9. D'Erasmo, Pablo N. & Moscoso Boedo, Hernan J., 2012. "Financial structure, informality and development," Journal of Monetary Economics, Elsevier, vol. 59(3), pages 286-302.
    10. Friedrich Schneider & Andreas Buehn & Claudio E. Montenegro, 2011. "Shadow Economies All Over the World: New Estimates for 162 Countries from 1999 to 2007," Chapters, in: Friedrich Schneider (ed.), Handbook on the Shadow Economy, chapter 1, Edward Elgar Publishing.
    11. Feige, Edgar L., 2015. "Reflections on the meaning and measurement of Unobserved Economies: What do we really know about the “Shadow Economy”?," MPRA Paper 68466, University Library of Munich, Germany.
    12. Bennett, John, 2008. "Formality, Informality, and Social Welfare," IZA Discussion Papers 3550, Institute of Labor Economics (IZA).
    13. Lopez-Martin, Bernabe, 2019. "Informal Sector Misallocation," Macroeconomic Dynamics, Cambridge University Press, vol. 23(8), pages 3065-3098, December.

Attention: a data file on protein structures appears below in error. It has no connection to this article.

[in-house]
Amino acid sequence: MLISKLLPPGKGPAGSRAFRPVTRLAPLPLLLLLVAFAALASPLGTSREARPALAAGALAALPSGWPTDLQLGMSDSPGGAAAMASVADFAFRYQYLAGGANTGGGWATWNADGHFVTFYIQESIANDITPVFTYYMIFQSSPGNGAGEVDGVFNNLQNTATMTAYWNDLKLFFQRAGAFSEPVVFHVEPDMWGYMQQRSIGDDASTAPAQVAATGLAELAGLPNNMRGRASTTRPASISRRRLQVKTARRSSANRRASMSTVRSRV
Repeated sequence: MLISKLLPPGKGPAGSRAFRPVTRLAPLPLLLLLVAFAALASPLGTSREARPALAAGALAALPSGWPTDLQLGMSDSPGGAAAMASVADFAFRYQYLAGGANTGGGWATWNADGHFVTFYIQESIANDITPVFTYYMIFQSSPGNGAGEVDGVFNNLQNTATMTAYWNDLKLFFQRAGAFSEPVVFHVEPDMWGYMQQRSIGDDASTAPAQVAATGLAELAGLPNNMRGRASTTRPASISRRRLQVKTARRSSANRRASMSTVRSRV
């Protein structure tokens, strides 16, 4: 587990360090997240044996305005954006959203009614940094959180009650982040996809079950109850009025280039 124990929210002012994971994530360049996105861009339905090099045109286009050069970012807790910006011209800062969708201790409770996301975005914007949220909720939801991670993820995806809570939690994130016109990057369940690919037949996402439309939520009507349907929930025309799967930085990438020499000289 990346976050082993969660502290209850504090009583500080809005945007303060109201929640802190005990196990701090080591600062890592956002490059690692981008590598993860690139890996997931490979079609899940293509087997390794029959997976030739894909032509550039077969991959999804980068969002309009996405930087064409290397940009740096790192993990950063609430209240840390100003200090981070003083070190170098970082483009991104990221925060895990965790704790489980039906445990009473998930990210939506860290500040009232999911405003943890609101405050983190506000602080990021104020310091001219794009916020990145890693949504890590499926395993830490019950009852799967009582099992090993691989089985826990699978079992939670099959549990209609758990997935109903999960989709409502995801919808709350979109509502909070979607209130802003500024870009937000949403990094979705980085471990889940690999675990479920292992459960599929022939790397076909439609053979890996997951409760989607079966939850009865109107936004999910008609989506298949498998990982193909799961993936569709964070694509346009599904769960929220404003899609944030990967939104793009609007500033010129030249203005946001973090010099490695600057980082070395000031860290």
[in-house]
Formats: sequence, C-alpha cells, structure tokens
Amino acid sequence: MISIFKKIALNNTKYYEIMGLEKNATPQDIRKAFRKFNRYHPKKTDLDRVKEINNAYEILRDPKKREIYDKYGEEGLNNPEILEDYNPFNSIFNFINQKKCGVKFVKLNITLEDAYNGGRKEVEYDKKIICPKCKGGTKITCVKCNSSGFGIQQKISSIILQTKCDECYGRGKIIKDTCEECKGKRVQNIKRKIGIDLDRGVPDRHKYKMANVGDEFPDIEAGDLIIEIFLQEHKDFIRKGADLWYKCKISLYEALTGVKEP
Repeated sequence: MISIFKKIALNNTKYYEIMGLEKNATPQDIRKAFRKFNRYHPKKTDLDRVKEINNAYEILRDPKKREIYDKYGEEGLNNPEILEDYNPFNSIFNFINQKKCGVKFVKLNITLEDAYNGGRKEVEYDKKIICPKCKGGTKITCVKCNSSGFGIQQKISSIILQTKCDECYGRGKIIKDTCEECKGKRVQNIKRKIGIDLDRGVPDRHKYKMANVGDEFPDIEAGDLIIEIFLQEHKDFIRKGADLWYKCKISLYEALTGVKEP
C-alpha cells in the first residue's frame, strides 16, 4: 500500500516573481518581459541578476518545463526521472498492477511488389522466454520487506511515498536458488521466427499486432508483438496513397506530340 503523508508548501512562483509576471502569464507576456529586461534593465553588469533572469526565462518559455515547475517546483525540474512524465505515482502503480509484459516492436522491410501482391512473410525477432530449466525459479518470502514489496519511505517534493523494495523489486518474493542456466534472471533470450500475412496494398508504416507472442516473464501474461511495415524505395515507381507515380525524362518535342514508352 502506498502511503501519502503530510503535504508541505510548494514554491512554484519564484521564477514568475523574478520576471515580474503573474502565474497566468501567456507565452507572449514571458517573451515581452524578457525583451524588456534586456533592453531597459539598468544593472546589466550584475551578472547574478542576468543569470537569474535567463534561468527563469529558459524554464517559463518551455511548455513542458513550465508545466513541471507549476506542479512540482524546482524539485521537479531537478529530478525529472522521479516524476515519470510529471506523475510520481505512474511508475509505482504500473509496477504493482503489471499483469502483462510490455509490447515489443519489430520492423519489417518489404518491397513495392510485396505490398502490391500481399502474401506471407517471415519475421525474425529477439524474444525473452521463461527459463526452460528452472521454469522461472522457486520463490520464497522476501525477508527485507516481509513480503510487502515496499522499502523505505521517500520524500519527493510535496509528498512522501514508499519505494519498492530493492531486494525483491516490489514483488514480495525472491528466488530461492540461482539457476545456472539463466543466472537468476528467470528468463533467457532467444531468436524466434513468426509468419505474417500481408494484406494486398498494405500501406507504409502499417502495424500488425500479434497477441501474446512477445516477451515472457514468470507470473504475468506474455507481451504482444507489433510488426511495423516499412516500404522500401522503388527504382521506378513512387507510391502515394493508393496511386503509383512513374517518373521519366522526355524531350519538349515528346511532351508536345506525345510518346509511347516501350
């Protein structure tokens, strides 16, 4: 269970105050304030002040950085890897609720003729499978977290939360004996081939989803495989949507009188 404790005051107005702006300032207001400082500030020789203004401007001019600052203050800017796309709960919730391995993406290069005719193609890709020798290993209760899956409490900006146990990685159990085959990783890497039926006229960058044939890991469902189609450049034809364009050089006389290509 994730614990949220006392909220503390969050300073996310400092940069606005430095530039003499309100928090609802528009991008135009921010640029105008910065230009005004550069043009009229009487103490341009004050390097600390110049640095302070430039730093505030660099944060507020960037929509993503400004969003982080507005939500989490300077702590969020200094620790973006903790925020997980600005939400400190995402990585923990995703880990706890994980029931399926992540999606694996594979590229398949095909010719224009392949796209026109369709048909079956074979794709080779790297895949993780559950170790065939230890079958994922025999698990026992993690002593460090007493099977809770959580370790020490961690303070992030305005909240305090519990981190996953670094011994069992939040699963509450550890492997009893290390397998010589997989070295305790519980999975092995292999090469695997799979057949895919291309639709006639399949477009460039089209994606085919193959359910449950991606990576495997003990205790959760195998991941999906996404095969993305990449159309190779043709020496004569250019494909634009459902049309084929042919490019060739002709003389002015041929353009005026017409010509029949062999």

14. Maiti, Dibyendu & Bhattacharyya, Chandril, 2020. "Informality, enforcement and growth," Economic Modelling, Elsevier, vol. 84(C), pages 259-274.
    15. Áureo de Paula & Jose A. Scheinkman, 2010. "Value-Added Taxes, Chain Effects, and Informality," American Economic Journal: Macroeconomics, American Economic Association, vol. 2(4), pages 195-221, October.
    16. Andreas Buehn & Alexander Karmann, 2011. "The Shadow Economy and Do-it-Yourself Activities: What Do We Know?," Chapters, in: Friedrich Schneider (ed.), Handbook on the Shadow Economy, chapter 7, Edward Elgar Publishing.
    17. Maxim Bouev, 2005. "State Regulations, Job Search and Wage Bargaining: A Study in the Economics of the Informal Sector," William Davidson Institute Working Papers Series wp764, William Davidson Institute at the University of Michigan.
    18. Nicoletta Batini & Young-Bae Kim & Paul Levine & Emanuela Lotti, 2009. "Informal Labour and Credit Markets: A Survey," School of Economics Discussion Papers 0609, School of Economics, University of Surrey.
    19. Erwan Quintin, 2008. "Contract enforcement and the size of the informal economy," Economic Theory, Springer;Society for the Advancement of Economic Theory (SAET), vol. 37(3), pages 395-416, December.
    20. Sangeeta Pratap & Erwan Quintin, 2006. "The Informal Sector in Developing Countries: Output, Assets and Employment," WIDER Working Paper Series RP2006-130, World Institute for Development Economic Research (UNU-WIDER).